Home Grown Chef: Buffalo

written by Thor Erickson | photo by Charlotte Dupont


I have a confession to make. For a short time in the early ’80s, I was, wait for it…a Ted Nugent fan. It wasn’t the kind of music that I typically listened to, but in the kitchen where I was working as a dishwasher, it played incessantly. After hearing the album Full Bluntal Nugenty a thousand times, it kind of stuck. One song, “Great White Buffalo,” I will never forget. It tells how, during just a few years, settlers had hunted the American buffalo (or bison) nearly to extinction. The unfortunate reason that these wild animals were hunted was not for their meat, but to clear the land for raising cattle, domesticated beef being the preferred protein.

A century and a half later, the American buffalo has made a comeback. So much so that we can find bison in our local supermarkets, usually in the form of ground meat. At many farmers’ markets, buffalo is offered in many forms. It is butchered like beef, so, all the familiar names and cuts are close, if not the same. The flavor is similar to beef, but bison is leaner, with one-third less fat. Leaner red meats can be tricky to cook. If they are cooked too long they can be tough and dry because of the lower fat content.

My favorite way to cook (and eat) bison is to grill the tenderloin, medium rare, and serve it with a sauce of foraged Oregon mushrooms. At this time of year, chanterelles are in abundance at the market, but dried morels from last spring work well, too. I sauté the chanterelles with some (fine diced) brunoise shallots until they become tender. I add a splash of white wine and some bison (or beef) stock. I let the liquid reduce to au sec  (almost dry), add some heavy cream and let the sauce reduce to nappe consistency (just thick enough to coat the back of a spoon). Fine-tune the sauce with kosher salt and black pepper. The fattiness of the sauce complements the lean quality of the meat. The mushrooms add excellent flavor. I’m sure the Nuge would approve.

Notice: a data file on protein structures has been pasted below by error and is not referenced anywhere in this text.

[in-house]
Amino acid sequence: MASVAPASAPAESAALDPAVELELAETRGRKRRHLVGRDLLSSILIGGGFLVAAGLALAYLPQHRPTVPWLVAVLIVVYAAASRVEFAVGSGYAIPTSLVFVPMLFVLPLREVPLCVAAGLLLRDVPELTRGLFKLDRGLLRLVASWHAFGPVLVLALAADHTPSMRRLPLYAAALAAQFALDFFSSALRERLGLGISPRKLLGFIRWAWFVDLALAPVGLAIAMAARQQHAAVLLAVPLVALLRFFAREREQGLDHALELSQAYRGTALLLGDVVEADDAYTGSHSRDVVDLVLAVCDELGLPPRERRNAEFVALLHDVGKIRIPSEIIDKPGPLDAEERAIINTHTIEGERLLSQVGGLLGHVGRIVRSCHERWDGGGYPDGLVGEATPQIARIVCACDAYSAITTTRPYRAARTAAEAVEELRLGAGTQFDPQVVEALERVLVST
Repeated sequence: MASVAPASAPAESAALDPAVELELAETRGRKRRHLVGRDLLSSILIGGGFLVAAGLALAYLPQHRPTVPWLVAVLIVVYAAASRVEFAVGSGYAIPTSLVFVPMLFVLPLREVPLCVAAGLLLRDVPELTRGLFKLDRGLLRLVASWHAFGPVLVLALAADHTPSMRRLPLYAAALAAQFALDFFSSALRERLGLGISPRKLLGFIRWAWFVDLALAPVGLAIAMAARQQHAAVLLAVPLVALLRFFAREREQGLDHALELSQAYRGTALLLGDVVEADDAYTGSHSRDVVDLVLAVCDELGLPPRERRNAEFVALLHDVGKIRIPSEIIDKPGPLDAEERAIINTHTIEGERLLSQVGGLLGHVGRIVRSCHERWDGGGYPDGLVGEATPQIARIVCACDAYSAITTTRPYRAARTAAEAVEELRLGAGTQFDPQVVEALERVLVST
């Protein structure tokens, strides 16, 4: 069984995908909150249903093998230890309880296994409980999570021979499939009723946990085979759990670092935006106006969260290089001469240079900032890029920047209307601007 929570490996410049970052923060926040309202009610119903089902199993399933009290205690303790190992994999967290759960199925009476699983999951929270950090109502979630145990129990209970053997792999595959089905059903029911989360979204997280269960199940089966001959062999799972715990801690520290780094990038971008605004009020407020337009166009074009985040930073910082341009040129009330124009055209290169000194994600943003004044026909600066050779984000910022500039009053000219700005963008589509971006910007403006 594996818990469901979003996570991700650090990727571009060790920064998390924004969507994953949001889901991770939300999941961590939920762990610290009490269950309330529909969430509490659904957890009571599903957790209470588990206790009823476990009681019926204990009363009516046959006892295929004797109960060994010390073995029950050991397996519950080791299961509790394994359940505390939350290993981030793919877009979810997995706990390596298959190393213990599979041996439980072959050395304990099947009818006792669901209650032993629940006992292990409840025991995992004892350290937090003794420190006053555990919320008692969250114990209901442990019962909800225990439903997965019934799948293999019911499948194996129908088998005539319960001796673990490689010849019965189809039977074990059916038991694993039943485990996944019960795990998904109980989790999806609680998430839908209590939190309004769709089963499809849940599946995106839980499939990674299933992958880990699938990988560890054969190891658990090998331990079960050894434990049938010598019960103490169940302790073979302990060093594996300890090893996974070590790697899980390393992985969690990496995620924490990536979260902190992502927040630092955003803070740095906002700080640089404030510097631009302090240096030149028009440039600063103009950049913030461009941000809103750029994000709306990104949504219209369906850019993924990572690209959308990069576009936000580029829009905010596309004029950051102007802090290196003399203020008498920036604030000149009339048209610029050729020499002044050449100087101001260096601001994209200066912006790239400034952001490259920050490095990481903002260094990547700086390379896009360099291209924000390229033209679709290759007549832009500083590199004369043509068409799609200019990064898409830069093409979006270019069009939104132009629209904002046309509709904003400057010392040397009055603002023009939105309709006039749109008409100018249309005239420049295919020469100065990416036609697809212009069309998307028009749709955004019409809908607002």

Seared Bison Tenderloin served with Chanterelle Cream

4, 6-ounce bison tenderloin filet mignons
Salt and pepper
3 tablespoons light oil
1 small shallot, finely diced
1 cup fresh chanterelle mushrooms, coarsely chopped
1/4 cup white wine
1 cup veal stock
1/4 cup heavy cream

Dry bison steaks with a paper towel. Season with a hefty pinch of kosher salt and a smaller pinch of black pepper. Place large sauté pan or cast-iron skillet on high heat until it is extremely hot. Add oil; heat 30 seconds. Put in steaks, without letting one touch the next.

Sear on one side for 2 minutes and carefully turn them over. Sear other side for 90 seconds. Remove onto a plate.

Lower heat to medium, add shallots and mushrooms, and sauté for 1 minute.

Add wine to deglaze, using a wooden spoon to scrape up bits stuck to the pan. Reduce wine by half, add veal stock and reduce by half. Add heavy cream and thicken until sauce coats the back of a spoon. Remove from heat. Season with kosher salt and black pepper. Spoon sauce onto plates and place filets on top. Serves 4.

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